Main users of national accounts
This article looks at the various types of analysis and evaluation for which national accounts can be used by European Union (EU) institutions, governments, central banks as well as other economic and social bodies in the public and private sectors, all needing a set of comparable and reliable statistics on which to base their decisions.
For instance, an analysis of the structure of the economy can be used to show the level or share of value added and employment in each industry sector, or the final consumption expenditure dedicated to different product groups.
Analysis may focus on specific parts or aspects of an economy – for example, banking and finance, or the role of government. National accounts may also be analysed over time to show changes in an economy, for example, the development of gross domestic product (GDP), or a comparison of the structure of two economies.
The use of internationally accepted concepts and definitions also permits an analysis of different economies, such as the interdependencies between the economies of the European Union, or a comparison between the EU and non-member countries.
This article portrays some of the main uses and users of national accounts data.
Business cycle and macroeconomic policy analysis
One of the main uses of national accounts data relates to the need to support European economic policy decisions and the achievement of economic and monetary union (EMU) objectives with high-quality short-term statistics that allow the monitoring of macro-economic developments and the derivation of macro-economic policy advice.
For instance, one of the most basic and long-standing uses of national accounts is to quantify the rate of growth of an economy, in simple terms the growth of GDP. However, national accounts are used much more widely than this.
Core national accounts figures are notably used to develop and monitor macro-economic policies, while detailed national accounts data can also be used to develop sectoral or industrial policies, particularly through analysis of input-output tables. In some economies national accounts have been used to develop and monitor economic plans.
Among the European institutions, national accounts are used in a wide range of areas, including support of monetary policy decision-making, economic research, policy analysis, macro-economic forecasting and fiscal surveillance.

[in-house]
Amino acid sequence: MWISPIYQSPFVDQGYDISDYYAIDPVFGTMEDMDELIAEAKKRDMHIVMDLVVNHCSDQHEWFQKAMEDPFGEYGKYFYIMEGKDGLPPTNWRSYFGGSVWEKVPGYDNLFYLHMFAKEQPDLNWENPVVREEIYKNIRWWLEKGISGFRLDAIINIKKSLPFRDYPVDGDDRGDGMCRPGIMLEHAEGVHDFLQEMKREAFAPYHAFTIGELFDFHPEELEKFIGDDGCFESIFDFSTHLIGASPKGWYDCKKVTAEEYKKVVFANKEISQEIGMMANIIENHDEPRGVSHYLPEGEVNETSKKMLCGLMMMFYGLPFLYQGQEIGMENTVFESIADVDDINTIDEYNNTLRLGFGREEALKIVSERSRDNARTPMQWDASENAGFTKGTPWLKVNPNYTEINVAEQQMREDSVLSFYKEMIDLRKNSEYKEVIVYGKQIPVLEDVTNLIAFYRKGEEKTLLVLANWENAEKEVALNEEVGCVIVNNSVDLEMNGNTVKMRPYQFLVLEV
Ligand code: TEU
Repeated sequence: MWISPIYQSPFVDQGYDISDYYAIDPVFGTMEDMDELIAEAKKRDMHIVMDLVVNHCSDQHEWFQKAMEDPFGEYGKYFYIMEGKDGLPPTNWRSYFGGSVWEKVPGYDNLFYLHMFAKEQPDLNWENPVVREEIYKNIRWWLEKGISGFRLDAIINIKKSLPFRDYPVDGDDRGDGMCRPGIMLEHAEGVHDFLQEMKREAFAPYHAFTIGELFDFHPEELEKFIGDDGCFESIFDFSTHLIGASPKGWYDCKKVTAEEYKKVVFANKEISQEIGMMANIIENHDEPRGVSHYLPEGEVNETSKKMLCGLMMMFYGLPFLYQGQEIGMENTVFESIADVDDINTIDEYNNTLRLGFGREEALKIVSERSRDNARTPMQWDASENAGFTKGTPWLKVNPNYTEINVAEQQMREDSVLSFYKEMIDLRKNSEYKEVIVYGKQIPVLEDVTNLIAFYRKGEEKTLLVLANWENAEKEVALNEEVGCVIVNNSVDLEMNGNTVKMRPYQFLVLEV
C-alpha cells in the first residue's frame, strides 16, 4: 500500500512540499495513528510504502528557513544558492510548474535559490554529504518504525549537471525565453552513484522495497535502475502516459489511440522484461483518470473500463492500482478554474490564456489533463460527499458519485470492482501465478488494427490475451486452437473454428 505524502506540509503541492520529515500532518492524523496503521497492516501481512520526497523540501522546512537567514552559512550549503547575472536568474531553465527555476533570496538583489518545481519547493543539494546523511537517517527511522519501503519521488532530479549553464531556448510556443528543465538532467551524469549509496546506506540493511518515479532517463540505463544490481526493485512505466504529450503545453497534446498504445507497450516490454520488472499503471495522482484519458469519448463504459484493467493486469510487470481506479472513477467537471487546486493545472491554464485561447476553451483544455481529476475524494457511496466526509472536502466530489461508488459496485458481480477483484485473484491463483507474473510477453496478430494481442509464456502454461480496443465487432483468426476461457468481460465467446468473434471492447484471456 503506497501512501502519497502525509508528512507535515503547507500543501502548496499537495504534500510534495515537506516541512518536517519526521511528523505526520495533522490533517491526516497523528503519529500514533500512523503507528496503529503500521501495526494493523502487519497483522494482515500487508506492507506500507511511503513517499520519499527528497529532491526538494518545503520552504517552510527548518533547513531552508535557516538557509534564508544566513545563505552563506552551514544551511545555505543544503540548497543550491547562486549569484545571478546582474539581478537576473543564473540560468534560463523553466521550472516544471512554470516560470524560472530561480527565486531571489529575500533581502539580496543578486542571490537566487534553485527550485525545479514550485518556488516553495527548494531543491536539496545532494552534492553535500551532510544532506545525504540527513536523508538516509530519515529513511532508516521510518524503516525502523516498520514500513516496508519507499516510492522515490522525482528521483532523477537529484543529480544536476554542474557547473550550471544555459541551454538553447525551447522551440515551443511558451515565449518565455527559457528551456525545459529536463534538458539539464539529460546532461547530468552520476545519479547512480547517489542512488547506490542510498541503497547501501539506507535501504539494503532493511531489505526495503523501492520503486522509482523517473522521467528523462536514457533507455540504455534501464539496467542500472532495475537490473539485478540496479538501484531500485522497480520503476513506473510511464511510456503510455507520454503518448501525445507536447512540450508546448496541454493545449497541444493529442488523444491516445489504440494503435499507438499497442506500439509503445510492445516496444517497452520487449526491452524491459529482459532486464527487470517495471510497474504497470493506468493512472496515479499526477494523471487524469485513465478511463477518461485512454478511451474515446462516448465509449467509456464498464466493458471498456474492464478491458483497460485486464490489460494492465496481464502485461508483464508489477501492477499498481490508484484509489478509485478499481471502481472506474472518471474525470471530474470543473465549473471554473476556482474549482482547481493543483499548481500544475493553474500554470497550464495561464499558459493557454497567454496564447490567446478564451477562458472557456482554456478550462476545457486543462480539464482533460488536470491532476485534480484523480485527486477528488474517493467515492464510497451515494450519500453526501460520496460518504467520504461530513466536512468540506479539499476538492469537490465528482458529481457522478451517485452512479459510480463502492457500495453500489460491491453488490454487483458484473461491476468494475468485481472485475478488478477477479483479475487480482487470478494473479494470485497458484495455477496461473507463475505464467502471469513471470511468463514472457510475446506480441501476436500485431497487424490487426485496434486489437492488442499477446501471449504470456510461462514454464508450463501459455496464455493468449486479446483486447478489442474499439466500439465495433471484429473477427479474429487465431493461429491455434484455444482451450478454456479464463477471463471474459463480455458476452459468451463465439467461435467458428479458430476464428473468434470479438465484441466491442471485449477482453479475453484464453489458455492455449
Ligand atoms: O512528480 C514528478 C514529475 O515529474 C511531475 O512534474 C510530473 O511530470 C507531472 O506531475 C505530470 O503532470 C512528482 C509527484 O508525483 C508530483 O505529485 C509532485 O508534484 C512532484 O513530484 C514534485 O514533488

The European Central Bank (ECB) and economic and monetary union (EMU)
Since the beginning of the EMU in 1999, the European Central Bank (ECB) has been one of the main users of national accounts. The primary objective of the ECB and its single monetary policy is the maintenance of price stability in the euro area, and in this respect the key indicator is inflation, measured through the harmonised index of consumer prices (HICP).
The ECB’s strategy for assessing the risks to price stability is based on two analytical perspectives, referred to as the ‘two pillars’: economic analysis and monetary analysis. A large number of monetary and financial indicators are thus evaluated in relation to other relevant data that allow the combination of monetary, financial and economic analysis, for example, key national accounts aggregates and sector accounts. In this way monetary and financial indicators can be analysed within the context of the rest of the economy.
The ECB and Eurostat have joined forces to produce European sector accounts on an annual and quarterly basis, which link financial and non-financial statistics and include consistent financial balance sheets. They provide a large range of indicators on the development of the economic situation in various institutional sectors, for example regarding income, expenditure, investment and outstanding debt for households, or the level of investment and debt of non-financial corporations.
Economic policy analysis
The European Commission is another main user of national accounts across a wide range of areas. Its services regularly use these data for designing and assessing their policies.